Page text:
Dairy farms, in particular, create an impressive amount of manure. In a sustainable waste management plan, the manure would be properly composted (which requires sufficient internal heat and turning of the compost piles) and applied to field or food crops. One promising new technology called an anaerobic digestor can convert animal waste into methane, which can provide a renewable on-farm source of electricity [source: SARE].
For lots more information on sustainable gardening and organic food, head to the links on the next page.
How Sustainable Agriculture Works: Author’s Note
This is a subject that's close to my heart. My wife and I have a small organic vegetable operation and sell our produce at a local farmer's market. Growing healthy, sustainably raised food is important to us, but I'll be the first to admit that it's much harder and more expensive than conventional farming. If we were trying to run a much larger farm, it would be very tempting to use packaged chemical fertilizers that are cheap and highly effective. Every time I lose a crop to a bug infestation or a fungal disease, I understand why chemical pesticides and fungicides are such a godsend for agriculture. But as a father of three young children, I'm also concerned about the unknown effects of chemicals in our food and water. I applaud research efforts and increased funding to make sustainable farming practices more effective and more profitable so that consumers don't have to pay extra for safer, healthier food.
- Associated Press. MSNBC.com. "Corn boom could expand 'dead zone' in Gulf." December 17, 2007 (Accessed April 20, 2011.) http://www.msnbc.msn.com/id/22301669/ns/us_news-environment/
- Bureau of Labor Statistics. "Food, clothing, and shelter see different historical spending patterns." August 31, 1999 (Accessed April 20, 2011.) http://www.bls.gov/opub/ted/1999/Sept/wk1/art02.htm
- Feenstra, Gail. University of California Sustainable Agriculture Research and Education Program. "What is Sustainable Agriculture?" (Accessed April 20, 2011.) http://www.sarep.ucdavis.edu/concept.htm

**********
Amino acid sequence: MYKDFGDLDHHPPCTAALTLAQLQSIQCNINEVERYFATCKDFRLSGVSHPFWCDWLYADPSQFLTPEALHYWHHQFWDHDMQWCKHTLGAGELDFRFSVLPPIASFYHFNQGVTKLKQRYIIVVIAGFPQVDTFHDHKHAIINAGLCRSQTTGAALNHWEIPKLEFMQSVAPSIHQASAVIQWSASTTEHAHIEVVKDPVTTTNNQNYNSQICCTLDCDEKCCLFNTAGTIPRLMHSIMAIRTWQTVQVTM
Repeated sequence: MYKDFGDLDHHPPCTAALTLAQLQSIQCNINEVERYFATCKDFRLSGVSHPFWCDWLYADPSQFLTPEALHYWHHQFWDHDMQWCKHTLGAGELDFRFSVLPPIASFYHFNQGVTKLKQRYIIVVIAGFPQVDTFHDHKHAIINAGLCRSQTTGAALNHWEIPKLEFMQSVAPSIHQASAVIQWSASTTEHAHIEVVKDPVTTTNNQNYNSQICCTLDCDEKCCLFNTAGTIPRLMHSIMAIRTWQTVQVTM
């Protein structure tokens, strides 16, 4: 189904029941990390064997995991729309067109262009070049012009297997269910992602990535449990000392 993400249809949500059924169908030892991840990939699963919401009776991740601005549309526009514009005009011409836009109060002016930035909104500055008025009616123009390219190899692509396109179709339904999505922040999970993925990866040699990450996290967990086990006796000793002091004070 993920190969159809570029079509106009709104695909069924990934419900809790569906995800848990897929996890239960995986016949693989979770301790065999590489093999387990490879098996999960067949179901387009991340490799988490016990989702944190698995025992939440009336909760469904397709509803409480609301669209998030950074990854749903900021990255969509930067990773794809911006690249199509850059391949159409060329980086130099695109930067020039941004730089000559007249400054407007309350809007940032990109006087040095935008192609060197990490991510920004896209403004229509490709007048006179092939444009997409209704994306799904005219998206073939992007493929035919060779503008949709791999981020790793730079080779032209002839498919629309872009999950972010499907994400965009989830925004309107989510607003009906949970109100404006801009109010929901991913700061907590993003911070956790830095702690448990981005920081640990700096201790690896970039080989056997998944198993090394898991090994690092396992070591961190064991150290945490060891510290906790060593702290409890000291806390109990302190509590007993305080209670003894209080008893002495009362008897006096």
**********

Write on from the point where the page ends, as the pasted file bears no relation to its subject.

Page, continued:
- Gerber, John M. University of Massachusetts Amherst. "Principles of Agricultural Sustainability." 1990. (Accessed April 21, 2011.) http://www.umass.edu/umext/jgerber/principl.htm
- Gold, Mary V. Alternative Farming Systems Information Center. "Tracing the Evolution of Organic/Sustainable Agriculture." May 2007 (Accessed April 20, 2011.) http://www.nal.usda.gov/afsic/pubs/tracing/TESA1799.shtml
- McRae, Rod. McGill University. "Definition of the term 'Sustainable Agriculture'"(Accessed April 20, 2011.) http://eap.mcgill.ca/sustain.htm
- Sustainable Agriculture Initiative. "Principles & Practices for Sustainable Water Management in Agriculture At a Farm Level." 2010 (Accessed April 21, 2011.) http://www.saiplatform.org/uploads/Library/Principles%20and%20Practices %20for%20%20Sustainable%20Water%20Management%20_At%20a %20farm%20level.pdf
- Sustainable Agriculture Research and Education. "Capture Fuel from Animal Manure and Plant Waste" (Accessed April 20, 2011.) http://www.southernsare.org/Educational-Resources/Bulletins/National-SARE-Bulletins/Clean-Energy-Farming/Text-Version/Capture-Fuel-from-Animal-Manure-and-Plant-Waste
- Walsh, Brian. Time Magazine. "Getting Real About The High Cost Of Cheap Food." August 21, 2009 (Accessed April 21, 2011.) http://www.time.com/time/health/article/0,8599,1917458-1,00.html
Sustainable Agriculture: Cheat Sheet
Stuff you need to know:
- Sustainable agriculture is the name for a loose set of agricultural practices that conserve soil fertility, respect animal life, limit the use of potentially harmful chemicals, make efficient use of non-renewable resources and enhance the quality of life of farming communities and the larger society.
- Sustainable agriculture employs natural processes to address issues like soil fertility, water management, crop management, energy management and waste management. While conventional farms might boost soil fertility with chemical fertilizers, a sustainable farm will rely on manure from on-farm animals and crop rotations. While a large conventional dairy will inoculate cows against bacterial infections with regular shots of antibiotics, a sustainable dairy will allow the cows to graze in more sanitary conditions, avoiding infections altogether.
- Organic farming is a subset of sustainable agriculture in which no chemical fertilizers, pesticides or herbicides are applied to any crops or fed to any animals through non-organic feed sources.